Researcher biography

Dr Penny Haora (Ngāti Pūkenga, Ngāti Māhanga) is a Research Fellow in the UQ Poche Centre for Indigenous Health.

Penny researches innovations and system transformation for better maternity care with a focus on First Nations families. She uses qualitative, mixed methods, community-based participatory, and realist approaches. As a First Nations Maori researcher, Penny is learning Kaupapa Maori and Indigenist research approaches and works to see the revaluing of Indigenous knowledges and science. The overall aim of her research is to support healthy families through better births. She does this by conducting and facilitating research that places the lived experiences of mums and bubs, families and community front and centre.

Penny aims for her work to incentivise action to address entrenched inequities in maternity care, such as care quality/safety (including cultural safety) and access. She has worked in partnership with Aboriginal and Torres Strait Islander Community organisations, internationally with remote communities and in post-conflict settings with local and international non-government organisations, and within diverse organisational contexts.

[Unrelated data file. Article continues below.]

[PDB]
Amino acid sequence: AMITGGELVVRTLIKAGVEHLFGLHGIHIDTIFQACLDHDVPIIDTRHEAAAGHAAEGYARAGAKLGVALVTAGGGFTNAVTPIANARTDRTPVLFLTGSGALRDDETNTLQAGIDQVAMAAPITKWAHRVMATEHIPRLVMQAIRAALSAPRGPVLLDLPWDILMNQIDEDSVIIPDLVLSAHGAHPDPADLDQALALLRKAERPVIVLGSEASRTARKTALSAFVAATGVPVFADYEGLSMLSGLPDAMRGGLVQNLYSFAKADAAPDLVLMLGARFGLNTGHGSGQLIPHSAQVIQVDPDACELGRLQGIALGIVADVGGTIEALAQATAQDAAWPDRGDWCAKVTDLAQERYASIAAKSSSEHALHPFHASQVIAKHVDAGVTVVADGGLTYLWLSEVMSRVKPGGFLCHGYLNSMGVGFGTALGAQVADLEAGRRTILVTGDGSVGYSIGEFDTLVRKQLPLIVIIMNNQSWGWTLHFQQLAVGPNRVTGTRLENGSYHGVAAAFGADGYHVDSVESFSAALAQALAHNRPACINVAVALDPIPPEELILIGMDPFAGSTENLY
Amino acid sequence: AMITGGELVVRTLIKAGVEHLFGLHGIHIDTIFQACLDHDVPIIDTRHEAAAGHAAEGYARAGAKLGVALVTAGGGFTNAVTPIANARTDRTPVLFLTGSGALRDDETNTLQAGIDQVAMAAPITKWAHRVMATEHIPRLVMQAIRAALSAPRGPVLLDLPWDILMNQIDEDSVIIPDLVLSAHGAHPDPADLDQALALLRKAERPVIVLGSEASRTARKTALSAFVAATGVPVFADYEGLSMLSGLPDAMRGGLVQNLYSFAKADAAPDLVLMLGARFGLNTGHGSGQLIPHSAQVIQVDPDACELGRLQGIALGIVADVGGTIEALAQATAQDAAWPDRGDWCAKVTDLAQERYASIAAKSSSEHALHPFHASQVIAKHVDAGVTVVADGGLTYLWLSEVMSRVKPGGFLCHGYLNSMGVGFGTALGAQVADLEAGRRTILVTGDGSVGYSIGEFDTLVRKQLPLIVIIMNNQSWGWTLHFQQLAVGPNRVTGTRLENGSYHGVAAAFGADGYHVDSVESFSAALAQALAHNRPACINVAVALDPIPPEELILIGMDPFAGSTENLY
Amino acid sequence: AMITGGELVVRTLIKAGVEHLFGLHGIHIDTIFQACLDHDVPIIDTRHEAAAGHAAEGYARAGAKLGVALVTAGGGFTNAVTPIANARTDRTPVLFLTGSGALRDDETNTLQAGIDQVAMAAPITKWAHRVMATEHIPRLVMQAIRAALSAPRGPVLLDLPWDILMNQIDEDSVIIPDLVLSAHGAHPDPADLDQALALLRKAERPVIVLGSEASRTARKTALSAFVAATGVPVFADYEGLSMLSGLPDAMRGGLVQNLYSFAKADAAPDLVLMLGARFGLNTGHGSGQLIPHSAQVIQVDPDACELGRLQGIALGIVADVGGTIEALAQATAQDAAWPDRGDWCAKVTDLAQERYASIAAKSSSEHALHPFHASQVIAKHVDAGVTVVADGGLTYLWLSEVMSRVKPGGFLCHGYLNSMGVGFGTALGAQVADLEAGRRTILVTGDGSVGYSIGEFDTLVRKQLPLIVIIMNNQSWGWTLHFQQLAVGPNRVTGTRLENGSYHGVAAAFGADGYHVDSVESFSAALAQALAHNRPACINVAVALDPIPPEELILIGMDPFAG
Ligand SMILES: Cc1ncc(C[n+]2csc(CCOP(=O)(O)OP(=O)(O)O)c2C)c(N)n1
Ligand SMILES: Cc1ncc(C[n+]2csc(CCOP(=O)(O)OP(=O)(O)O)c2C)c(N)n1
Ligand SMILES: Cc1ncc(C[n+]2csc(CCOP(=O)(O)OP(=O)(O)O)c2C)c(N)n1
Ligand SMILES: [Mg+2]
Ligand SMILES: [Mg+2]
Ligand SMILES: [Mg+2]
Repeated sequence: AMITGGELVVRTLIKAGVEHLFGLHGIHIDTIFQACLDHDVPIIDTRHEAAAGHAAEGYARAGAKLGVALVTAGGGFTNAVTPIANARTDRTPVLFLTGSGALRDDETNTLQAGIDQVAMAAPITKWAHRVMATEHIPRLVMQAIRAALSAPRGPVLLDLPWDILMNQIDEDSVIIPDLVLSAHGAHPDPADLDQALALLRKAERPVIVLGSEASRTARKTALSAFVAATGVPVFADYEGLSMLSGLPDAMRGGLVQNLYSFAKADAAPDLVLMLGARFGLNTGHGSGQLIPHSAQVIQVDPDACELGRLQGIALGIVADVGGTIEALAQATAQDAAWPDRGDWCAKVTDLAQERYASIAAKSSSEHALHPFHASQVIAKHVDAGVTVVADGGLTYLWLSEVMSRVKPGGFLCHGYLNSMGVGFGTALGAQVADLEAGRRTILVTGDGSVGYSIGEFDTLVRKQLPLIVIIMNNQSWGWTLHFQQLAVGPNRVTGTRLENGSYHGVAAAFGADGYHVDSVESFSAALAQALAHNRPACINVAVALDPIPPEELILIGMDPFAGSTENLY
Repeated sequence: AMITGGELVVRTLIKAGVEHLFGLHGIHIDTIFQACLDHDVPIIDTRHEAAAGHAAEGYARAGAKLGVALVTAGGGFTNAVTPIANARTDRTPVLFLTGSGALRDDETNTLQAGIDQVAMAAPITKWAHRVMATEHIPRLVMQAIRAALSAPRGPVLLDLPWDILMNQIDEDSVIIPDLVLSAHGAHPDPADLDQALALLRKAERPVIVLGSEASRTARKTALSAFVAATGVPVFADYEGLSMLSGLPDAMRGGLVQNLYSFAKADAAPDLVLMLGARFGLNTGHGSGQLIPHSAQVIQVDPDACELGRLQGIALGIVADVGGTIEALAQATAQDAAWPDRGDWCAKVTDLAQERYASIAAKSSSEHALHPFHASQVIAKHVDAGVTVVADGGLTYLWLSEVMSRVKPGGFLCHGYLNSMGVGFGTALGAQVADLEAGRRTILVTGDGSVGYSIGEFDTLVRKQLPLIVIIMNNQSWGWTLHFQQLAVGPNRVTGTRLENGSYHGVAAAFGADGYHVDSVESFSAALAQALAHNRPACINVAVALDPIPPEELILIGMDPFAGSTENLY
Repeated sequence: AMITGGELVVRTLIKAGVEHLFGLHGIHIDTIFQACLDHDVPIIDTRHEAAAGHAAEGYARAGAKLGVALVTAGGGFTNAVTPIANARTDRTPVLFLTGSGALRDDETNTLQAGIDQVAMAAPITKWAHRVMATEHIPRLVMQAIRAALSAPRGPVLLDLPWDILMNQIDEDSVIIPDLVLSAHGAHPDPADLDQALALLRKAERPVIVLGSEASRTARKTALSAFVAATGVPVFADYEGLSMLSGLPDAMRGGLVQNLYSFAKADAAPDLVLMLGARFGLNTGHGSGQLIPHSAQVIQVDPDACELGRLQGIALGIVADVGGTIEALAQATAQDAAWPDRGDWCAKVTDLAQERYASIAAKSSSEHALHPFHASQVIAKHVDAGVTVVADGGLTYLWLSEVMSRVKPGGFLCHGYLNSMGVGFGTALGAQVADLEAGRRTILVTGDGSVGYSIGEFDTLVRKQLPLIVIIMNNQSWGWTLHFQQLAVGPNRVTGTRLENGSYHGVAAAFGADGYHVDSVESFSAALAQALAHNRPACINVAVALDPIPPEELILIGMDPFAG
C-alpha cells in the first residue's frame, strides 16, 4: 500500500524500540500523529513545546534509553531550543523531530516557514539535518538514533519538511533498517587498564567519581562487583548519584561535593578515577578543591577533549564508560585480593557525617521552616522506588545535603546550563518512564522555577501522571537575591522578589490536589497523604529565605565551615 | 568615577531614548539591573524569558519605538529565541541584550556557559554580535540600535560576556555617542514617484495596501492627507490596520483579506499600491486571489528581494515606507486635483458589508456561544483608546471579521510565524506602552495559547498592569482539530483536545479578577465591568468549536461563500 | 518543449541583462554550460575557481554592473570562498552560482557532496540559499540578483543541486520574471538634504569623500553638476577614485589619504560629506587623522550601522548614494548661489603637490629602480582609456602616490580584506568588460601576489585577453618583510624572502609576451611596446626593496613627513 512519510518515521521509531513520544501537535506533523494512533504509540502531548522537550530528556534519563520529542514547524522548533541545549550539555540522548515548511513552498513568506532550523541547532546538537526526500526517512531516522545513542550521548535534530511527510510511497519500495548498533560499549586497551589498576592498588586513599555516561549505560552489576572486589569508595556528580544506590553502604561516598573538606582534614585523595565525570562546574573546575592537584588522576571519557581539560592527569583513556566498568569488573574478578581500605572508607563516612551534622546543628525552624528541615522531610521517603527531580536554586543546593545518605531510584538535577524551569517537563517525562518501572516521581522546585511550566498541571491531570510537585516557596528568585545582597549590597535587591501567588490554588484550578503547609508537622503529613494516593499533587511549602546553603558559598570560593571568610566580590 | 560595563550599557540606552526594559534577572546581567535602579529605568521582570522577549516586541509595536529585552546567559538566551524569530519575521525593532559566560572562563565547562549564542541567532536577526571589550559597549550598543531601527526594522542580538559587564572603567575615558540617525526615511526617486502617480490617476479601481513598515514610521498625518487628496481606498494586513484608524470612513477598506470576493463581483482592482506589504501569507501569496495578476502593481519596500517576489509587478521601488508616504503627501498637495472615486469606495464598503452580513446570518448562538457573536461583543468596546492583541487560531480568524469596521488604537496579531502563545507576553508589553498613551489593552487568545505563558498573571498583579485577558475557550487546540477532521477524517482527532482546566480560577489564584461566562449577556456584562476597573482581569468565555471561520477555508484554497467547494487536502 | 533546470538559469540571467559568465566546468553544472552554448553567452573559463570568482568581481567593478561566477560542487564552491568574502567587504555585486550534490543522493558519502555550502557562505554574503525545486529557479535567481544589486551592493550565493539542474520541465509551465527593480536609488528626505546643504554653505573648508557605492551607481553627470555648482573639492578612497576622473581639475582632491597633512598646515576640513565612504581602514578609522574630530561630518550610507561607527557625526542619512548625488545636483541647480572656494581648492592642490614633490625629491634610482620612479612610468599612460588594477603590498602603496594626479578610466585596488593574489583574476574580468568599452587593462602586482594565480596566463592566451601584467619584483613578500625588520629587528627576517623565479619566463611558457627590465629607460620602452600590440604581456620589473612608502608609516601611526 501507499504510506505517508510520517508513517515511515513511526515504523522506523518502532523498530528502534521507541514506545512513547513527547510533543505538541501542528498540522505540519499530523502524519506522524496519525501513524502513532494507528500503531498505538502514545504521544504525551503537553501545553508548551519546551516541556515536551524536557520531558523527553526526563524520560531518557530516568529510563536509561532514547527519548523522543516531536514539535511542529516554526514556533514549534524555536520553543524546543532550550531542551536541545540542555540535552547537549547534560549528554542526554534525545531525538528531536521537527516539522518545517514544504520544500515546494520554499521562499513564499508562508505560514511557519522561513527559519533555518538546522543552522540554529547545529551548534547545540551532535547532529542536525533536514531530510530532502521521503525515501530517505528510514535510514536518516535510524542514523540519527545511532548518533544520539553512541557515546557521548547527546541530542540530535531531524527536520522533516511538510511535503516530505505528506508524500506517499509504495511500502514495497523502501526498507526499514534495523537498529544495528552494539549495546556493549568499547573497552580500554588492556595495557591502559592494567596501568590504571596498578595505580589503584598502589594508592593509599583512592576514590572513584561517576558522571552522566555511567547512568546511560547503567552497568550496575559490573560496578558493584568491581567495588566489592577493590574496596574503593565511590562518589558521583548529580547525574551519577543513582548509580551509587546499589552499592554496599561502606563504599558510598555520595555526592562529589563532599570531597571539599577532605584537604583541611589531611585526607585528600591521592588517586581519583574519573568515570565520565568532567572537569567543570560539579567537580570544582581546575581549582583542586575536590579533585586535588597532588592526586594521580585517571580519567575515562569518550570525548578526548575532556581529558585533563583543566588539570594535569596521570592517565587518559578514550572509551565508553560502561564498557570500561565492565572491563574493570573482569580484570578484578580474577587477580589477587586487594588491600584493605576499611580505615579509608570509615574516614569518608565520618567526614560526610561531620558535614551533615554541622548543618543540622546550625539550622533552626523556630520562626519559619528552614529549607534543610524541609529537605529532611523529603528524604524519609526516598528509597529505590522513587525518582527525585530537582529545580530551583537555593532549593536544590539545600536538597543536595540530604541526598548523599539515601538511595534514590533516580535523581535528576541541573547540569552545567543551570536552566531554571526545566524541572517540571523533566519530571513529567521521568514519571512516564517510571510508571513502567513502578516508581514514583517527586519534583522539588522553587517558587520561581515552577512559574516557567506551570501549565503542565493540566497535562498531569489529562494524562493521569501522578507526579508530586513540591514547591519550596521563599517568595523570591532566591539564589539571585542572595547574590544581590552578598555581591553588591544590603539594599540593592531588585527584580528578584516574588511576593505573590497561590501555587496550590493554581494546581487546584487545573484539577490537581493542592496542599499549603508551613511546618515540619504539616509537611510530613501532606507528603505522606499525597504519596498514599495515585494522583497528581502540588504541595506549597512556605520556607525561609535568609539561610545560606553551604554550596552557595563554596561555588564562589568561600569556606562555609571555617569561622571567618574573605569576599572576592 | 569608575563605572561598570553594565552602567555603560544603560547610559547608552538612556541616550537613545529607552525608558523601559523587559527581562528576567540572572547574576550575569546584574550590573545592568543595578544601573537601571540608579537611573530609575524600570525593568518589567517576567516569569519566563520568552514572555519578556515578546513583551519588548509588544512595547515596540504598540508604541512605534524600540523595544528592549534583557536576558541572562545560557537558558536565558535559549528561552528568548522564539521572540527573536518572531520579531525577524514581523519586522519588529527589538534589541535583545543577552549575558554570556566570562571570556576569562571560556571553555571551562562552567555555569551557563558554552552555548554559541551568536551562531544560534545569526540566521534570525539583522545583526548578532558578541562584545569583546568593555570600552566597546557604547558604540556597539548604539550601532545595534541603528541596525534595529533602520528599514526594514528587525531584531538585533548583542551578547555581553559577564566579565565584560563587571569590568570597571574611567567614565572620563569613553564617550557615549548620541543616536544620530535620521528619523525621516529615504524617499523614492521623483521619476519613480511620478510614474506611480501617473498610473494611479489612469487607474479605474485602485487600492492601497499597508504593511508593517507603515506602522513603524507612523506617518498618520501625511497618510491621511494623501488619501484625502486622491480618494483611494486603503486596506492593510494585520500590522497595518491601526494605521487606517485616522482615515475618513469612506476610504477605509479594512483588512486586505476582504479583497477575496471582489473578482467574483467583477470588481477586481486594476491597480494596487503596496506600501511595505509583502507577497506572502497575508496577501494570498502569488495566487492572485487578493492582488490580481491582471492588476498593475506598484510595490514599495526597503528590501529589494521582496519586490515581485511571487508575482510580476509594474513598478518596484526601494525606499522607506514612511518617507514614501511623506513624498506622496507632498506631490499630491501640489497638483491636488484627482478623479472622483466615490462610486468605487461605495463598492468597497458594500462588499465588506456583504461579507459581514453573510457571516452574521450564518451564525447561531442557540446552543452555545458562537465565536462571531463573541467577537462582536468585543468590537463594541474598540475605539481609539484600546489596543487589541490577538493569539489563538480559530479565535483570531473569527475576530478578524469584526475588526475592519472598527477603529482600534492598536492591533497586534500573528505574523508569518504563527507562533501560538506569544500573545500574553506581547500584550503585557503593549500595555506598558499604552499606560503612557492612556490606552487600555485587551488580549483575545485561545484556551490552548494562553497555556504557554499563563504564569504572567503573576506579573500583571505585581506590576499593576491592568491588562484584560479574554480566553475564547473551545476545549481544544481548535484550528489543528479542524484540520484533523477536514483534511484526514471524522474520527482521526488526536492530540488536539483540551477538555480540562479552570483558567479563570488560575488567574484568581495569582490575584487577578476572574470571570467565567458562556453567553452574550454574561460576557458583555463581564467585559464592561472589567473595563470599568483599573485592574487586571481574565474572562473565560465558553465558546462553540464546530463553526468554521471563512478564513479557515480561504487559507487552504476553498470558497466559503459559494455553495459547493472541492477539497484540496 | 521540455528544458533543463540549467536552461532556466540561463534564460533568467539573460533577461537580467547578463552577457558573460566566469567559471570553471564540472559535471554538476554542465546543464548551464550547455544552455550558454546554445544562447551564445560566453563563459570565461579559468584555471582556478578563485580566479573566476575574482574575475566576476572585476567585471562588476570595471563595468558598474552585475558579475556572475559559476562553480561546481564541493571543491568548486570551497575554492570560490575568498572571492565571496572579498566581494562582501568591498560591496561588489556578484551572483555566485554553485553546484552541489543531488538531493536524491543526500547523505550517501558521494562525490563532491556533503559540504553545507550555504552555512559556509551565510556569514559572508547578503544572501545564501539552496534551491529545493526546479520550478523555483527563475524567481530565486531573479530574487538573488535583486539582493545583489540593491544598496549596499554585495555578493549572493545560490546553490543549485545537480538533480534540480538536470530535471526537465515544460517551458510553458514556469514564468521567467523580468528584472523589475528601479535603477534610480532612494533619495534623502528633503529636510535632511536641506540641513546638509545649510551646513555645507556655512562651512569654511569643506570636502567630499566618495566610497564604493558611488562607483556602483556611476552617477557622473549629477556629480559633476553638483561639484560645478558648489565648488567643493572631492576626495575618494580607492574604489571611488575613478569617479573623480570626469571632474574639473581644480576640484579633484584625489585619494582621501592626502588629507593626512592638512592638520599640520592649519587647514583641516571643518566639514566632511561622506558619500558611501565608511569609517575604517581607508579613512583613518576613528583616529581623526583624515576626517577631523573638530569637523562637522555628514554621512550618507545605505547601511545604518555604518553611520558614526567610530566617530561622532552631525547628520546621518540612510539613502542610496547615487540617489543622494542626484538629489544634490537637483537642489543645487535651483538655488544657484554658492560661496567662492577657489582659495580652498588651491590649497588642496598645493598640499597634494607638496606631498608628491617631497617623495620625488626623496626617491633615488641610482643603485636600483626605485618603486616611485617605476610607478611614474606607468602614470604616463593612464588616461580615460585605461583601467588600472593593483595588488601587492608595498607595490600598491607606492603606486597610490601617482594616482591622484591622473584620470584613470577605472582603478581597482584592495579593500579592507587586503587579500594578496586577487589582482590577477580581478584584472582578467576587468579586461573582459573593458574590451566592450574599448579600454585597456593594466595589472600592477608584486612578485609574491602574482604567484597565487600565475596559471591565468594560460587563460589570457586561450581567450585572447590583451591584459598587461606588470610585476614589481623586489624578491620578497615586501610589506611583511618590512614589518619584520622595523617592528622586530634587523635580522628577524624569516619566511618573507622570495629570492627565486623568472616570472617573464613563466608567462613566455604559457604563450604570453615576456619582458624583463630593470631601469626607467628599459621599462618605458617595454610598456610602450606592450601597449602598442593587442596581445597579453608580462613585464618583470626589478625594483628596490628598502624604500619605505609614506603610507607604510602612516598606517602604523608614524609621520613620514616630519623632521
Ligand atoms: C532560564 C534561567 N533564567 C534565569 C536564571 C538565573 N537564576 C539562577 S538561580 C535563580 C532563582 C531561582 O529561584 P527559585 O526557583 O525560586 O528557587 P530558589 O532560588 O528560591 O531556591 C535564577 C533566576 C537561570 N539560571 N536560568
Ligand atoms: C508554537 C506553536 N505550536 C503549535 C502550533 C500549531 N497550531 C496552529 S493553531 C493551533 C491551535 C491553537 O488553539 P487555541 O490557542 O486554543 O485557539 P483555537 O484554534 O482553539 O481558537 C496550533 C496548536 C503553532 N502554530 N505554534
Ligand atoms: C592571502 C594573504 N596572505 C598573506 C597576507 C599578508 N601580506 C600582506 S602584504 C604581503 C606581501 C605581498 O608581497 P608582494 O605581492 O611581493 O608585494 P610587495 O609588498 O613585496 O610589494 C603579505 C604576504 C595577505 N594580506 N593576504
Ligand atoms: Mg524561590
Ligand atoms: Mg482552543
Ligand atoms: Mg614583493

Penny is leading projects with a view to better understanding and evaluating First Nations-led maternity and family care and wellbeing. From 2019 to 2022, she managed the Building on Our Strengths (BOOSt) project based on the beautiful Lands of the Yuin Nation (NSW) embedded with Waminda South Coast Aboriginal Women’s Health and Wellbeing Organisation. Penny completed a Doctor of Philosophy in 2013 enrolled at the ANU working on a project based in Thailand. Her Master of Public Health research was undertaken in Rasuwa District, Nepal, and she has around six years of experience working in research/evaluation/management and clinical roles in Thailand, Nepal, Afghanistan, Cambodia, Bangladesh, and Papua New Guinea.

Penny is available to supervise PhD students, Honours and Master of Public Health projects.